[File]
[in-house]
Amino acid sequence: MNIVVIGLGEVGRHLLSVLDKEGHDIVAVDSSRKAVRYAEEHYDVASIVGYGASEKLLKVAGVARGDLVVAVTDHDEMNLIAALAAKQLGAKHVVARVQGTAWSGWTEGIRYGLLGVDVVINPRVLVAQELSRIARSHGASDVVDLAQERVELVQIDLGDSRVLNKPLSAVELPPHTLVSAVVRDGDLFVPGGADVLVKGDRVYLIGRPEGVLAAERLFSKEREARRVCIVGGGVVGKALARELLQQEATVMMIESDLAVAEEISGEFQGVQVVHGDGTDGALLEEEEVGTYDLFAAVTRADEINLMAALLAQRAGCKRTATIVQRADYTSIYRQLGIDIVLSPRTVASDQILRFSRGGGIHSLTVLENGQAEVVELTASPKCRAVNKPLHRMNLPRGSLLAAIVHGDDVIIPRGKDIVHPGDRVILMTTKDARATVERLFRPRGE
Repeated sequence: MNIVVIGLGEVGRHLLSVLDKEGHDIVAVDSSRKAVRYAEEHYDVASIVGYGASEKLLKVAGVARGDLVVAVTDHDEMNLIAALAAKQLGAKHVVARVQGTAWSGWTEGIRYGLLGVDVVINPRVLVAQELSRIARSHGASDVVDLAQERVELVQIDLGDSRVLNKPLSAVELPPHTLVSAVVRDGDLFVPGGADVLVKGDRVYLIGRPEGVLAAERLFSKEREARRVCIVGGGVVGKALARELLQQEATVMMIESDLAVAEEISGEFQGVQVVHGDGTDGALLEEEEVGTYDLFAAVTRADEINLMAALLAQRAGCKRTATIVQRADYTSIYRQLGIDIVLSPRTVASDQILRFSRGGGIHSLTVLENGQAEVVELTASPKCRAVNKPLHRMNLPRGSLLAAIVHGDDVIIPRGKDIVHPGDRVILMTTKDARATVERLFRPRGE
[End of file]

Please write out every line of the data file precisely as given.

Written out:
[in-house]
Amino acid sequence: MNIVVIGLGEVGRHLLSVLDKEGHDIVAVDSSRKAVRYAEEHYDVASIVGYGASEKLLKVAGVARGDLVVAVTDHDEMNLIAALAAKQLGAKHVVARVQGTAWSGWTEGIRYGLLGVDVVINPRVLVAQELSRIARSHGASDVVDLAQERVELVQIDLGDSRVLNKPLSAVELPPHTLVSAVVRDGDLFVPGGADVLVKGDRVYLIGRPEGVLAAERLFSKEREARRVCIVGGGVVGKALARELLQQEATVMMIESDLAVAEEISGEFQGVQVVHGDGTDGALLEEEEVGTYDLFAAVTRADEINLMAALLAQRAGCKRTATIVQRADYTSIYRQLGIDIVLSPRTVASDQILRFSRGGGIHSLTVLENGQAEVVELTASPKCRAVNKPLHRMNLPRGSLLAAIVHGDDVIIPRGKDIVHPGDRVILMTTKDARATVERLFRPRGE
Repeated sequence: MNIVVIGLGEVGRHLLSVLDKEGHDIVAVDSSRKAVRYAEEHYDVASIVGYGASEKLLKVAGVARGDLVVAVTDHDEMNLIAALAAKQLGAKHVVARVQGTAWSGWTEGIRYGLLGVDVVINPRVLVAQELSRIARSHGASDVVDLAQERVELVQIDLGDSRVLNKPLSAVELPPHTLVSAVVRDGDLFVPGGADVLVKGDRVYLIGRPEGVLAAERLFSKEREARRVCIVGGGVVGKALARELLQQEATVMMIESDLAVAEEISGEFQGVQVVHGDGTDGALLEEEEVGTYDLFAAVTRADEINLMAALLAQRAGCKRTATIVQRADYTSIYRQLGIDIVLSPRTVASDQILRFSRGGGIHSLTVLENGQAEVVELTASPKCRAVNKPLHRMNLPRGSLLAAIVHGDDVIIPRGKDIVHPGDRVILMTTKDARATVERLFRPRGE